Lastly, the indictment charges defendant David Dewitt, a police officer with the Flat Rock Police Department, with unlawful possession with the intent to distribute several different prescription controlled substances such as Oxycodone (commonly known by trade name - OxyContin, and Percocet), Hydrocodone Bitartrate (commonly known by trade name - Vicodin ES, Lorcet) and Alprazolam (commonly known by trade name - Xanax) and charges him with being an unlawful user of these drugs while possessing his department issued firearm.

United States Attorney Stephen J. Murphy said, "The illicit diversion of controlled substances from doctors and pharmacies around the United States has resulted in a dramatic increase in the abuse of -- and addiction to -- prescription drugs. According to the White House Office of National Drug Control Policy (ONDCP), ‘Abuse of prescription drugs to get high has become increasingly prevalent among teens and young adults. Past year abuse of prescription pain killers now ranks second—only behind marijuana—as the Nation’s most prevalent illegal drug problem.’ Unfortunately, many of the users are under the mistaken belief that abusing prescription drugs are safer than abusing heroin, marijuana, and other ‘street drugs.’ The sad and untimely deaths of two of Paul Emerson’s patients and the serious bodily injury of another, however, shows all too well that abusing prescription drugs are no safer than abusing other drugs."

Robert Corso, Special Agent in Charge for the Drug Enforcement Administration, stated that, “Paul Emerson’s, medical degree and authority to prescribe and dispense controlled substances, does not allow him to deliberately dispense controlled substances whenever his whims direct him to. The mere fact that he wears a white coat and dispenses drugs from the comfort of his brightly lit office, makes him no different than a drug dealer who stands on a dark street corner peddling his poison.”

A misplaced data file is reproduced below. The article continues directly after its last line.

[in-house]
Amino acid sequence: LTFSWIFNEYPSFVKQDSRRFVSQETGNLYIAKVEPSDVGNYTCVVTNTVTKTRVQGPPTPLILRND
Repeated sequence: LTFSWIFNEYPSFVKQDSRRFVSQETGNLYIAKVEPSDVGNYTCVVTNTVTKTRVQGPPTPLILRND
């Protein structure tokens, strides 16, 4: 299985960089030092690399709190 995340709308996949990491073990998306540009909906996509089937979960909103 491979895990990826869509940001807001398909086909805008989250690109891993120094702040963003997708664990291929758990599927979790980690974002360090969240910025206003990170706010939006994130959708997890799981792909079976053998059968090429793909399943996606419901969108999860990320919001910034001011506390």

Andrew Arena, Special Agent in Charge, Federal Bureau of Investigation, said,“Health care fraud as well as public corruption are both priorities of the FBI which we will continue to aggressively investigate. At this time, I would like to thank Chief Stephen Tallman of the Flat Rock Police Department for his professionalism, assistance, and cooperation throughout this investigation.

An Indictment is only a charge and is not evidence of guilt. A defendant is entitled to a fair trial in which it will be the government's burden to prove guilt beyond a reasonable doubt.

United States Attorney Murphy commended the Drug Enforcement Administration, Federal Bureau of Investigation, Immigration and Customs Enforcement, The National Drug Intelligence Center, as well as the Department of Health and Human Services for their tireless investigation of this matter, and he noted that the case is being ably prosecuted by Assistant United States Attorney Ronald W. Waterstreet